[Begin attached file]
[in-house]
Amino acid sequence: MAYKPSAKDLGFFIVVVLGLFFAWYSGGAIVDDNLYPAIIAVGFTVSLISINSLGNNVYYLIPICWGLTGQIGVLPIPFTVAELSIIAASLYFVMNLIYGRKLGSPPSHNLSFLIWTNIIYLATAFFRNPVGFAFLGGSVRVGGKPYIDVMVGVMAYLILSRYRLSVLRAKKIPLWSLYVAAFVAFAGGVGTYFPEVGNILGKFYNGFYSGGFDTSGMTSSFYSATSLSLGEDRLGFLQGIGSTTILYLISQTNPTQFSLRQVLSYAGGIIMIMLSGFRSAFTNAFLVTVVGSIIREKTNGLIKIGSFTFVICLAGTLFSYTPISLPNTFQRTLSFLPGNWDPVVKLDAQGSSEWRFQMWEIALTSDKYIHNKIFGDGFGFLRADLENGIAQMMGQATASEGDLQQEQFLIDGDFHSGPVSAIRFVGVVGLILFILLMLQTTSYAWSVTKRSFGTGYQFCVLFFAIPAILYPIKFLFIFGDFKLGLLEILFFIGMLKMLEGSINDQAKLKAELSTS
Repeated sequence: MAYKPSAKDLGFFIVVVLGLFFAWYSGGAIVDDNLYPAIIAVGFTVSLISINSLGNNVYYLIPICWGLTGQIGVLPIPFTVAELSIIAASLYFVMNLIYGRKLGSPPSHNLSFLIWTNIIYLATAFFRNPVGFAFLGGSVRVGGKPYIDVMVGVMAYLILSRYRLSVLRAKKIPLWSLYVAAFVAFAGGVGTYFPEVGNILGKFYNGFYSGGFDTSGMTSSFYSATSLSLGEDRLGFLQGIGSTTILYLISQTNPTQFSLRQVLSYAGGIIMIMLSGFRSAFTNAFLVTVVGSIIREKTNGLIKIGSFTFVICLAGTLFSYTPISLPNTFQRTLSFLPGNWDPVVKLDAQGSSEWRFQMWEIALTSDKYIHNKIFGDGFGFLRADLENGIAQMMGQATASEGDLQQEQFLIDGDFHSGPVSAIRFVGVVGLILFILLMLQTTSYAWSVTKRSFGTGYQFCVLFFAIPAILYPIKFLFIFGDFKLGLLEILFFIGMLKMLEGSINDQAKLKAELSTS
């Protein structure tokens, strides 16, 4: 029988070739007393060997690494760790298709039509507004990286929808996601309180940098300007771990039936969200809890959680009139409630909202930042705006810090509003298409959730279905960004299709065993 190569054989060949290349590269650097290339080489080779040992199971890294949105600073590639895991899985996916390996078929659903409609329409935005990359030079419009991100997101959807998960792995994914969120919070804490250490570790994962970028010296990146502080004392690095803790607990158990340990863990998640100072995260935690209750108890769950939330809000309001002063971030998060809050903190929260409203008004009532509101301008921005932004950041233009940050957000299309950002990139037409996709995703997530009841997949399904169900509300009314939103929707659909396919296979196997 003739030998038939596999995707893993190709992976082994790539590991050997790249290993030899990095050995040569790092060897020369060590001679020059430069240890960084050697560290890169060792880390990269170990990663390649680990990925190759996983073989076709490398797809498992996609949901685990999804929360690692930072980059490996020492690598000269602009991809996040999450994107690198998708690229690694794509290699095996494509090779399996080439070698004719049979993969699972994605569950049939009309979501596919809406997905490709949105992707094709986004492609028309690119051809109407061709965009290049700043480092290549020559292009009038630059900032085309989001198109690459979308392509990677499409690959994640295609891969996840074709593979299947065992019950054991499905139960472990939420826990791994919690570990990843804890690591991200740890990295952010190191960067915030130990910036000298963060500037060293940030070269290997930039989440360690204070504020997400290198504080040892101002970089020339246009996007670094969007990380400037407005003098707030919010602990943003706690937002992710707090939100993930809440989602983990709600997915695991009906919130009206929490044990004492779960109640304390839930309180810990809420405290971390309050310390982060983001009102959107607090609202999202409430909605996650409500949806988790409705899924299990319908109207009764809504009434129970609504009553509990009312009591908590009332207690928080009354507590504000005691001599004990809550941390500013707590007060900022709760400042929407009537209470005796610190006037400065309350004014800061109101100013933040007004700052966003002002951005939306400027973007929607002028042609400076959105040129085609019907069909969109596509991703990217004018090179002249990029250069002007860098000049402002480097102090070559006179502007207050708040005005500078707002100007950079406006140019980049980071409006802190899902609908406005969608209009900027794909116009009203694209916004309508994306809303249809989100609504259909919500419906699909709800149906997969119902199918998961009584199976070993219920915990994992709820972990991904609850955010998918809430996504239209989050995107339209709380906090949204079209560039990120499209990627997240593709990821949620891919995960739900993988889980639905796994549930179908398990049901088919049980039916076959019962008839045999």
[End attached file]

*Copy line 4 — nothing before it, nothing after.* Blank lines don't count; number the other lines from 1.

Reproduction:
């Protein structure tokens, strides 16, 4: 029988070739007393060997690494760790298709039509507004990286929808996601309180940098300007771990039936969200809890959680009139409630909202930042705006810090509003298409959730279905960004299709065993 190569054989060949290349590269650097290339080489080779040992199971890294949105600073590639895991899985996916390996078929659903409609329409935005990359030079419009991100997101959807998960792995994914969120919070804490250490570790994962970028010296990146502080004392690095803790607990158990340990863990998640100072995260935690209750108890769950939330809000309001002063971030998060809050903190929260409203008004009532509101301008921005932004950041233009940050957000299309950002990139037409996709995703997530009841997949399904169900509300009314939103929707659909396919296979196997 003739030998038939596999995707893993190709992976082994790539590991050997790249290993030899990095050995040569790092060897020369060590001679020059430069240890960084050697560290890169060792880390990269170990990663390649680990990925190759996983073989076709490398797809498992996609949901685990999804929360690692930072980059490996020492690598000269602009991809996040999450994107690198998708690229690694794509290699095996494509090779399996080439070698004719049979993969699972994605569950049939009309979501596919809406997905490709949105992707094709986004492609028309690119051809109407061709965009290049700043480092290549020559292009009038630059900032085309989001198109690459979308392509990677499409690959994640295609891969996840074709593979299947065992019950054991499905139960472990939420826990791994919690570990990843804890690591991200740890990295952010190191960067915030130990910036000298963060500037060293940030070269290997930039989440360690204070504020997400290198504080040892101002970089020339246009996007670094969007990380400037407005003098707030919010602990943003706690937002992710707090939100993930809440989602983990709600997915695991009906919130009206929490044990004492779960109640304390839930309180810990809420405290971390309050310390982060983001009102959107607090609202999202409430909605996650409500949806988790409705899924299990319908109207009764809504009434129970609504009553509990009312009591908590009332207690928080009354507590504000005691001599004990809550941390500013707590007060900022709760400042929407009537209470005796610190006037400065309350004014800061109101100013933040007004700052966003002002951005939306400027973007929607002028042609400076959105040129085609019907069909969109596509991703990217004018090179002249990029250069002007860098000049402002480097102090070559006179502007207050708040005005500078707002100007950079406006140019980049980071409006802190899902609908406005969608209009900027794909116009009203694209916004309508994306809303249809989100609504259909919500419906699909709800149906997969119902199918998961009584199976070993219920915990994992709820972990991904609850955010998918809430996504239209989050995107339209709380906090949204079209560039990120499209990627997240593709990821949620891919995960739900993988889980639905796994549930179908398990049901088919049980039916076959019962008839045999």